AsianScientist (Dec. 18, 2020) – With the exception of a team of physicists working on nanophotonics, all prizes at this year’s President’s Science and Technology Awards (PSTA) have gone to researchers working on human health or biomedical sciences. Established in 2009, the PSTA are the highest honours a scientist can earn in Singapore.
Normally held with great fanfare at a ceremony at the Istana, this year’s ceremony was considerably more muted. Although the researchers did not receive their prizes to the cheers of a large crowd, the significance of science—especially biomedical research—never shone brighter.
Professor Ranga Krishnan, for example, won the President’s Science and Technology Medal for his leadership in health and biomedical sciences, including his stint as dean of Duke-NUS Medical School and current role as chairman of Singapore’s National Medical Research Council (NMRC). Professor Liu Jianjun, on the other hand, received the President’s Science Award (PSA) for his work at A*STAR’s Genome Institute of Singapore (GIS).
Even the President’s Technology Award, which typically goes to an engineering researcher, was awarded to Professor Dario Campana from the Yong Loo Lin School of Medicine for developing an innovative cell-based therapy to treat leukemia.
Similarly, all three recipients of the Young Scientist Award (YSA)—Dr. Chew Wei Leong, Assistant Professor John Ho, and Dr. Tan Si Hui—were recognized for their contributions to healthcare. Chew, a senior research scientist at GIS, specializes in gene editing technologies for disease gene correction while Ho, who is from the National University of Singapore (NUS), works in the field of wireless healthcare technologies. Tan, who was previously an A*STAR researcher and who is now an associate director at Cargene Therapeutics, was lauded for her past work on stomach cancer.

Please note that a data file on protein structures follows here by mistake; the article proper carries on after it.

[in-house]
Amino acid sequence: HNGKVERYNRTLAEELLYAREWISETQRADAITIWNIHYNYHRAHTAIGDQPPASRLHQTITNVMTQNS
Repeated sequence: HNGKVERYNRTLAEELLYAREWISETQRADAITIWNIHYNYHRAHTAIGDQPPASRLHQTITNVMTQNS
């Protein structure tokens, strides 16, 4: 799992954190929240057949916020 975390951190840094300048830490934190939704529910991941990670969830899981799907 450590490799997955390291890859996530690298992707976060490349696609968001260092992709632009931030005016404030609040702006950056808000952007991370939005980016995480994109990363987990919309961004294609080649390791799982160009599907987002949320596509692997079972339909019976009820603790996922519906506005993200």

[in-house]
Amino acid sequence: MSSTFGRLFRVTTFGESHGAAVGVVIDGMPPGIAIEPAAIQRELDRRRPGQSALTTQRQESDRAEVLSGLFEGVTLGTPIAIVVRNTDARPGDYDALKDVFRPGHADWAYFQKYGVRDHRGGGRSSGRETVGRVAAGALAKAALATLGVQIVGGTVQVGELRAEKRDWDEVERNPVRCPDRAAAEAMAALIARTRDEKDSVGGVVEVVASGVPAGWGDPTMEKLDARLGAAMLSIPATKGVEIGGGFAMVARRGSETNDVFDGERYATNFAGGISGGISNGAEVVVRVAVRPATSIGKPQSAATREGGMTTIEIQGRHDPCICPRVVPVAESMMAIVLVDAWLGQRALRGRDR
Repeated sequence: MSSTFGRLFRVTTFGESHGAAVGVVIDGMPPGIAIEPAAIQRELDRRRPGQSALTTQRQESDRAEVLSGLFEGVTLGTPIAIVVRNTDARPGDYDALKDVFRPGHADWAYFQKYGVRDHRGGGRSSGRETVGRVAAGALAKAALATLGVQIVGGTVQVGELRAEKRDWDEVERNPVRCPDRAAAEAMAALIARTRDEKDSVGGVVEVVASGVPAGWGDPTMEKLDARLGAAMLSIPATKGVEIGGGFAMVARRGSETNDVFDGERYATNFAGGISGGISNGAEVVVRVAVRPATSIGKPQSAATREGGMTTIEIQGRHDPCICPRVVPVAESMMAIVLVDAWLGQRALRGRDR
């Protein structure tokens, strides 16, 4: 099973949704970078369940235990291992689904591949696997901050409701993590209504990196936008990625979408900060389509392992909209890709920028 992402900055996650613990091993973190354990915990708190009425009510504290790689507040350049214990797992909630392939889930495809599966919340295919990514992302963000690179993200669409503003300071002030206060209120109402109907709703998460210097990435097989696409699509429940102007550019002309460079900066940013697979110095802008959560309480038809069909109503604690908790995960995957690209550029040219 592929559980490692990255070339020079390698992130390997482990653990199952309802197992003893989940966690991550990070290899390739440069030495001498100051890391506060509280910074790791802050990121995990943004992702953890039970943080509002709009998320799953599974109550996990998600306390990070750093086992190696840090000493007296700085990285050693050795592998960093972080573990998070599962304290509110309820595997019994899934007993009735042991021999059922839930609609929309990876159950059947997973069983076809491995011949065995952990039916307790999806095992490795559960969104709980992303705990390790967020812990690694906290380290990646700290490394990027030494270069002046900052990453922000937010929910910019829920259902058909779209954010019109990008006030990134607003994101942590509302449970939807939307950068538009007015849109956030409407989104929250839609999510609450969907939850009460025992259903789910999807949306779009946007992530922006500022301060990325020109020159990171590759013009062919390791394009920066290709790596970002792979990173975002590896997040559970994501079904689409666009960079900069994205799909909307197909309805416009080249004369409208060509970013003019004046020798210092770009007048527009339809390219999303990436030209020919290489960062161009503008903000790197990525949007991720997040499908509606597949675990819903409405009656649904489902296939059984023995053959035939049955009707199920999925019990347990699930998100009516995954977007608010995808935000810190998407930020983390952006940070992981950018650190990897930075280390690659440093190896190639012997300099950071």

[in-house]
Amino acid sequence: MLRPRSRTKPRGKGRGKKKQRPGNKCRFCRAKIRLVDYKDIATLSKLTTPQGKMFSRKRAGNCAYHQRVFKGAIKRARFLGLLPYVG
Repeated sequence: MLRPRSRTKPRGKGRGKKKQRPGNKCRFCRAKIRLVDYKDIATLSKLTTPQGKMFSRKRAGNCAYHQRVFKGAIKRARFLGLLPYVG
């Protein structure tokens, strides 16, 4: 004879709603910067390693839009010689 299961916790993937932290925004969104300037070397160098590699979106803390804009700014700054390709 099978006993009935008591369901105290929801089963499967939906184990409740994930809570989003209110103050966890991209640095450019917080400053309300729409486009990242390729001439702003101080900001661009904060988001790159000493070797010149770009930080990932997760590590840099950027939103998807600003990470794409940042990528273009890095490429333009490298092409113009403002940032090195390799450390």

The remaining trio of researchers who jointly received the PSA alongside Liu came from physics: Professor Nikolay Zheludev, Associate Professor Chong Yidong and Associate Professor Zhang Baile of Nanyang Technological University, Singapore (NTU) were chosen for their fundamental research in topological nanophotonics, which led to a new generation of light-based technologies.
Singapore’s emphasis on health and biomedical sciences is understandable, particularly in the light of an ongoing pandemic and longer term challenges like an aging population. In an announcement earlier this week on Singapore being one of the first countries in the world to deploy COVID-19 vaccines, prime minister Lee Hsien Loong said, “We didn’t get here overnight; we’ve always planned ahead, systematically creating opportunities for ourselves.”
This forward planning was also reflected in the recently announced Research, Innovation and Enterprise 2025 (RIE2025) budget, which saw Singapore setting aside S$25 billion for science and technology over the next five years. While the budget did not specify how much has been earmarked for human health and potential—one of four domains identified as strategic areas—biomedical science has historically received the lion’s share of funding, securing 21 percent of the previous five-year budget of S$19 billion.
For Liu, winning the President’s Science Award (PSA) meant much more than an individual accomplishment.
“This recognition goes beyond my research,” Liu, who is the deputy executive director of GIS, told Asian Scientist Magazine. “This award is a recognition of the importance of studying Asian genetics.”
Liu, who joined GIS in 2002, has been a genetics researcher for decades, uncovering biomarkers that lead to diseases and lethal drug reactions. His latest and most ambitious project yet is a pioneering study to sequence and analyze nearly 5,000 Singaporean genomes. The project was inspired by the underrepresentation of Asians in genetic studies, which would preclude them from reaping the benefits of the precision medicine revolution, he said.
Precision medicine aside, Singapore plans to continue funding basic research, with one third of the RIE2025 budget set aside for that purpose. Such basic science may take a decade or longer, but could lead to large pay-offs in solving practical problems, said YSA winner Tan.
“It is heartening to see that purposeful and rigorous basic science is valued by our society,” she added. “Basic science is the key foundation to future translational discoveries.”
With Singapore’s biomedical dreams fuelled by national funding to rival its ambitions, scientific leadership on a global scale is possible yet.
Copyright: Asian Scientist Magazine; Photo illustration: Shelly Liew/Asian Scientist Magazine.
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